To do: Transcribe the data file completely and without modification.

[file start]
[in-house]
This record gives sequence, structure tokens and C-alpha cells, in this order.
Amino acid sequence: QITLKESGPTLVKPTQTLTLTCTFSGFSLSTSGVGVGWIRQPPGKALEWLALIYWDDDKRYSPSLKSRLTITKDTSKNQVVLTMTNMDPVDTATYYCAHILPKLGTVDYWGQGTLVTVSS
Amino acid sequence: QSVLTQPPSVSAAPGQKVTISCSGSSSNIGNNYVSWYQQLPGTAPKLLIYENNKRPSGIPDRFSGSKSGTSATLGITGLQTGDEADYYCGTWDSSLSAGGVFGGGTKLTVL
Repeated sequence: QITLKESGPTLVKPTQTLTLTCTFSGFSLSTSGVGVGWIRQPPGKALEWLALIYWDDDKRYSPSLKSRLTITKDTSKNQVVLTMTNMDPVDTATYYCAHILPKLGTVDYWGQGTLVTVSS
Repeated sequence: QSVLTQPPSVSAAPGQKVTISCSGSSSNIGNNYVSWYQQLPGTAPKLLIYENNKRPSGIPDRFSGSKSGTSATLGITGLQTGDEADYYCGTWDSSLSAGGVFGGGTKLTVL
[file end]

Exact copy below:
[in-house]
This record gives sequence, structure tokens and C-alpha cells, in this order.
Amino acid sequence: QITLKESGPTLVKPTQTLTLTCTFSGFSLSTSGVGVGWIRQPPGKALEWLALIYWDDDKRYSPSLKSRLTITKDTSKNQVVLTMTNMDPVDTATYYCAHILPKLGTVDYWGQGTLVTVSS
Amino acid sequence: QSVLTQPPSVSAAPGQKVTISCSGSSSNIGNNYVSWYQQLPGTAPKLLIYENNKRPSGIPDRFSGSKSGTSATLGITGLQTGDEADYYCGTWDSSLSAGGVFGGGTKLTVL
Repeated sequence: QITLKESGPTLVKPTQTLTLTCTFSGFSLSTSGVGVGWIRQPPGKALEWLALIYWDDDKRYSPSLKSRLTITKDTSKNQVVLTMTNMDPVDTATYYCAHILPKLGTVDYWGQGTLVTVSS
Repeated sequence: QSVLTQPPSVSAAPGQKVTISCSGSSSNIGNNYVSWYQQLPGTAPKLLIYENNKRPSGIPDRFSGSKSGTSATLGITGLQTGDEADYYCGTWDSSLSAGGVFGGGTKLTVL